- iot news week - IoT news of the week for March 16, 2018 | Stacey on IoT

This is what we all fear when talking about and IoT: A few weeks back I wrote about a vulnerability in Schneider Electric’s controllers that was exploited and the company’s reaction. But the New York Times lays out some very scary facts around a flawed attack of a petrochemical plant in Saudi Arabia. Basically the acts as confirmation that our worst fears around critical infrastructure and how vulnerable it can be to malicious acts by nation states. It appears that the attacks required physical access to the plant’s network, rather than being uploaded using the internet, but the fact is that as we move to digital control of devices, even those that aren’t connected to public networks are vulnerable. (NYT)

DCI Alexa at your service: Police in England are letting citizens hear about police reports and crimes committed in their area via their Amazon Echo. The next step is letting people report crimes via Alexa. There are a lot of questions about this idea, ranging from what kind of help one could expect to how soon would one get it after calling Alexa. I also wonder how it further divides people along class or even privacy-loving lines. (The Intercept)

Alexa gets a business degree? In an interview with Werner Vogels, the CTO of Amazon, he talks about plans to introduce Alexa to business environments. The article glides across complex topics such as making sure companies can write their own skills for Alexa and if their software can integrate with the speaker. I worry that until the challenge of matching specific voices to requests is met, Alexa will mostly be there to make conference calls run a little more smoothly vs. offering up much business insight. There are so many different layers of access and permissions in business environments that we can’t really replicate using just our voice as the key. But walking into an empty conference room and asking Alexa to book it for a future meeting would be handy. (Axios)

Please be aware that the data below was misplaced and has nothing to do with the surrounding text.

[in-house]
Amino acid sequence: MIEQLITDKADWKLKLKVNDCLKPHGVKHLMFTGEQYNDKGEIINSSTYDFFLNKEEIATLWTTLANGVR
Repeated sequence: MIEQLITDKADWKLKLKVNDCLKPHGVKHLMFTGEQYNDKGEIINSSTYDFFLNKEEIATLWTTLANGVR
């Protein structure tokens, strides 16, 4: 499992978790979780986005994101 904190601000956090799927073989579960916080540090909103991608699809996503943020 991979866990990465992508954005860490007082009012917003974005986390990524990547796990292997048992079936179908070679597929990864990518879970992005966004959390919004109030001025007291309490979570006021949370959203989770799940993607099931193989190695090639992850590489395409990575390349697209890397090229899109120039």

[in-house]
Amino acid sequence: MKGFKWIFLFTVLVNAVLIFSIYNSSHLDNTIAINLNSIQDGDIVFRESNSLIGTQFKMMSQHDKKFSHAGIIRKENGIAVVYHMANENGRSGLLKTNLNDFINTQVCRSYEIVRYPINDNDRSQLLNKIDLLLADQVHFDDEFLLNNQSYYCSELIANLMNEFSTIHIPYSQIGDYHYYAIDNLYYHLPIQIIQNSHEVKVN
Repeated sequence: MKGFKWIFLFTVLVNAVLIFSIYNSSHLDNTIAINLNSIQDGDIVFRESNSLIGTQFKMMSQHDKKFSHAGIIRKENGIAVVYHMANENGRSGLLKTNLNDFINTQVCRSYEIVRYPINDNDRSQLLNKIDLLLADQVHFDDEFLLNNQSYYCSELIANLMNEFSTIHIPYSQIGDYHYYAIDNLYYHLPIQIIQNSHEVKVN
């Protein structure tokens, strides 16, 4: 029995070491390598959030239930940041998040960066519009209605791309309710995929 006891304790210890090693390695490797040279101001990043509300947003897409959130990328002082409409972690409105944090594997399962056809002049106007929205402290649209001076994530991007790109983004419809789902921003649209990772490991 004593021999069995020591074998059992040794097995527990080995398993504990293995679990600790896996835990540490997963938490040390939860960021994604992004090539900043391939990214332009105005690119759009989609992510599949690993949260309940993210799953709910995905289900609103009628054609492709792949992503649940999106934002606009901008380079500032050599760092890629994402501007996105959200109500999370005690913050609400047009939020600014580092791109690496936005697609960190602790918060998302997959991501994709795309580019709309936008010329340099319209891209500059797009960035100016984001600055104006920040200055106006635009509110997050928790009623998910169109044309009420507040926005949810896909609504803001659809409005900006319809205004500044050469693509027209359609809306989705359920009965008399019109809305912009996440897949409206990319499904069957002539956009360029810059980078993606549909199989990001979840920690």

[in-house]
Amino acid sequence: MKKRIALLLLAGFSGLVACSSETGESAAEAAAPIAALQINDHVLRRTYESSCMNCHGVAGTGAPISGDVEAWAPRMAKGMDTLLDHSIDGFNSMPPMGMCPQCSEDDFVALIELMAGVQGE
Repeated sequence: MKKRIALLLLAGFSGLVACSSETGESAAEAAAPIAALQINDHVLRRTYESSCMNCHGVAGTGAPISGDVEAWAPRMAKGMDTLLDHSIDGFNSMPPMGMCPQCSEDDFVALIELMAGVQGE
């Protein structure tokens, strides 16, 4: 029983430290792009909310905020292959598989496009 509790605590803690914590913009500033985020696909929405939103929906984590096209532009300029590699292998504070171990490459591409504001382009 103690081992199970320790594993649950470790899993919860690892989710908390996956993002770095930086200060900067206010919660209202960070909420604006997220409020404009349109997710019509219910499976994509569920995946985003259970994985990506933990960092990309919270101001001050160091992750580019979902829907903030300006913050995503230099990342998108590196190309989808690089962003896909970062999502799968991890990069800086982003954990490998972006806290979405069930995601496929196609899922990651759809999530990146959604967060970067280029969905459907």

Nest has a new temperature sensor: Whelp, it’s about time! Nest finally has a temperature sensor that will work with its thermostats, allowing users to take temperatures from around their house, not just where the thermostat is. The sensors cost $39 for one or $99 for a three-pack. Nest also released its video doorbell options, giving it a credible (but expensive) home security system offering. (CNET)

L.L. Bean backs out of IoT plans: In February, L.L. Bean teamed up with sensor maker Loomia to put connected tags in the sportswear company’s boots and jackets. It wanted to use the sensors and the blockchain to track what happened to its gear after it was sold. The goal was to see how often it was worn and in what conditions. It has now quit the project after concerned consumers worried that L.L. Bean would be everything from their location to their activities in the sensor-laden gear. I’ve said this before, and now seems like a good time to say it again: Without reliable and known privacy safeguards, the internet of things will never win over the mainstream. We need regulations, and companies should be helping to drive them forward. (WSJ)